Today, I attended a symposium in whose topic was patients with serious mental illnesses.
In Japan, approximately 300,000 people are staying at mental hospital, of which two-thirds are schizophrenic. Some of the inpatients are not so severely ill, but cannot discharge because social resources are poor. On the other hand, not a few patients need to be aided intensively.
The government is willing to define such patients as “judo katsu mansei” [severe and chronic]. Patients who are identified as so expect to be supported more comprehensively.
However, the official plan remains still vague. Some clinicians suspect that the aim of the government is not to help the patients but reduce the budget of mental health.
In the symposium, some researchers presented their opinions and endeavor about this issue. I was inspired by their comments very much. However, I also felt that there are some points to be clarified before doing productive discussion.
Firstly, since the definition of “judo katsu mansei” is under developing, each of speakers imagine different stereotypes of patients, I guess. One speaker said that there are many inpatients who cannot take clozapine in the psychiatric hospital, and he seemed to expect the government to support them with enhanced human resource. But, I think that a half of such patients will get fully recovered with clozapine. In Japan, clozapine has been prescribed to only 4,000 patients. Many psychiatrists have not faced the power of clozapine. We should not deem patients as treatment-resistant unless clozapine is tried. Thus, the issue is how to spread the use of clozapine, not to treat patients without clozapine.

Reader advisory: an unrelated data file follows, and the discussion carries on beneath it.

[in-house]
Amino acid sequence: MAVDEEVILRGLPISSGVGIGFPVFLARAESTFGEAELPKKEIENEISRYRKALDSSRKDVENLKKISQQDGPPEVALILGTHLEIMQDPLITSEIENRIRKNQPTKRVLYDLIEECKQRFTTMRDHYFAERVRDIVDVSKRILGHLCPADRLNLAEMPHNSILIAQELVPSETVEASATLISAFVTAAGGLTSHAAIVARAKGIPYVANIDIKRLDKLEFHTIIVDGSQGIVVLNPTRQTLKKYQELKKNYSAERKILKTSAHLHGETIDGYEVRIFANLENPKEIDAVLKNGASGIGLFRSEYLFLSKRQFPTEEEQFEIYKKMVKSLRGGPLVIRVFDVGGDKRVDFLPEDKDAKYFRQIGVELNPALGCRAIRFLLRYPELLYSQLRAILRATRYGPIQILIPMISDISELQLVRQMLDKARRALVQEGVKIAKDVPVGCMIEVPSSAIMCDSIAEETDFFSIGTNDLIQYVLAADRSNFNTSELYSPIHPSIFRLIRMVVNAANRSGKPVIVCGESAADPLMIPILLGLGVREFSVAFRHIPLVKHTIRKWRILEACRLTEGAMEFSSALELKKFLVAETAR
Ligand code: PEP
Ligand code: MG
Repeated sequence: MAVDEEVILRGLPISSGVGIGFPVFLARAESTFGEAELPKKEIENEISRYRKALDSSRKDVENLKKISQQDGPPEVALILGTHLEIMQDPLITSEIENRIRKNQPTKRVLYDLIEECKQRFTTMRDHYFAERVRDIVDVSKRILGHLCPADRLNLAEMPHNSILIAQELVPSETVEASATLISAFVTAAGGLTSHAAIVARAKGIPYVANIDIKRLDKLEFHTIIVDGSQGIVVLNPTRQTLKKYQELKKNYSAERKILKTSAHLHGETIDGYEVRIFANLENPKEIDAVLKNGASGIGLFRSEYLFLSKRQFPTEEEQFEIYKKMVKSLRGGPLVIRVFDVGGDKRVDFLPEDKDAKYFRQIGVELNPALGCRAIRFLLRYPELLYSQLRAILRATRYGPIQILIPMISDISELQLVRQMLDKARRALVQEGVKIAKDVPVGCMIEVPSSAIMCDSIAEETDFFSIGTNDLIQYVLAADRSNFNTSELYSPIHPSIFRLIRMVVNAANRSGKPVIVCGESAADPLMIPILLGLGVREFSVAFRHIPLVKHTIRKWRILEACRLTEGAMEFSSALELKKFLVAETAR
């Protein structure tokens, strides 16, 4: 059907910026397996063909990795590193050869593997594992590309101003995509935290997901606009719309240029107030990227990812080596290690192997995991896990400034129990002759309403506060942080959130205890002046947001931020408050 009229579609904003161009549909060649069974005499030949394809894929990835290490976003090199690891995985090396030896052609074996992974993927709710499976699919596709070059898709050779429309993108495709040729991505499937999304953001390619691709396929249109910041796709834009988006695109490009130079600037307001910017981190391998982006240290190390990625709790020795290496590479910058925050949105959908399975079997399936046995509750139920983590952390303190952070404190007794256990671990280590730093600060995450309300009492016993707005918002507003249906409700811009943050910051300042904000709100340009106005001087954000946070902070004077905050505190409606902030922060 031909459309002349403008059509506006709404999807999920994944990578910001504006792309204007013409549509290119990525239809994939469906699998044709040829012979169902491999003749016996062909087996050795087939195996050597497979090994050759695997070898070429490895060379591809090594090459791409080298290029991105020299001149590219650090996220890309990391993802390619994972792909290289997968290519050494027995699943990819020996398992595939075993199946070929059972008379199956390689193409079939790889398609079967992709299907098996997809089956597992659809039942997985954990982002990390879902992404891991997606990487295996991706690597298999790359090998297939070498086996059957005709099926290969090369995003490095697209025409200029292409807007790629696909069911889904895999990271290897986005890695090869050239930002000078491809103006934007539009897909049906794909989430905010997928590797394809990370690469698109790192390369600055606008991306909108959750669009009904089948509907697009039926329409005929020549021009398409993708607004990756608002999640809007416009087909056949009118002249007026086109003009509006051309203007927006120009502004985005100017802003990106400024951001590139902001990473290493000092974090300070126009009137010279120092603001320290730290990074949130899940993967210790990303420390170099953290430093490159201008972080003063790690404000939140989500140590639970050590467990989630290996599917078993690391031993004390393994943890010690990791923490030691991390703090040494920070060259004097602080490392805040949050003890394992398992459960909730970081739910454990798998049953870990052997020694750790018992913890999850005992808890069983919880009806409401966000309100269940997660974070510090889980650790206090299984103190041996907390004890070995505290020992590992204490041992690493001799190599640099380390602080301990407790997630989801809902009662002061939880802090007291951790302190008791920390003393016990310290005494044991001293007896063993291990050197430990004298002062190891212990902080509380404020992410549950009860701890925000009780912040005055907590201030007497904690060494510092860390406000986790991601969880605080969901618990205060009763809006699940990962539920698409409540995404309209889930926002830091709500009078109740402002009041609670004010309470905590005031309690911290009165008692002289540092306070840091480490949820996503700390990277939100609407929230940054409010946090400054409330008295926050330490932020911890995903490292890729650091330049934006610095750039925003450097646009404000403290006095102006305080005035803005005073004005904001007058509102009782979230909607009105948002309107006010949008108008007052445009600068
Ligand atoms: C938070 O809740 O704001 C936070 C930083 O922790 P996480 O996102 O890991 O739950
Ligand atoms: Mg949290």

Secondly, some clinicians criticize the government on not dealing with serious patients. According to one speaker, chronically ill patients are hospitalized in a state hospital in the US. It is true, but quite biased. In the US, citizens cannot choose a hospital to stay because national health insurance is poorly provided. Private hospitals handle rich people who can pay the medical cost on their own. In contrast, most private hospitals in Japan adhere the regulation of national health insurance. Patients can choose either the public hospital or a private one with the same cost as a principle. It is meaningless to exemplify the US case for discussing the role of public hospitals in Japan.
Third, I sense that both the speakers and audience underestimated biological factor on the course of mental illnesses. It is inevitable because this symposium was conducted in the Japanese society for social psychiatry. In the future, we will be able to forecast the prognosis of each patient with schizophrenia. The more delayed social setup is, the more difficult the reintegration into the society of the patient. The biological point of view will be essential in combined with social thinking for the treatment of mentally ill patients.
Tomorrow, I will attend some other symposiums. I am willing to learn something valuable.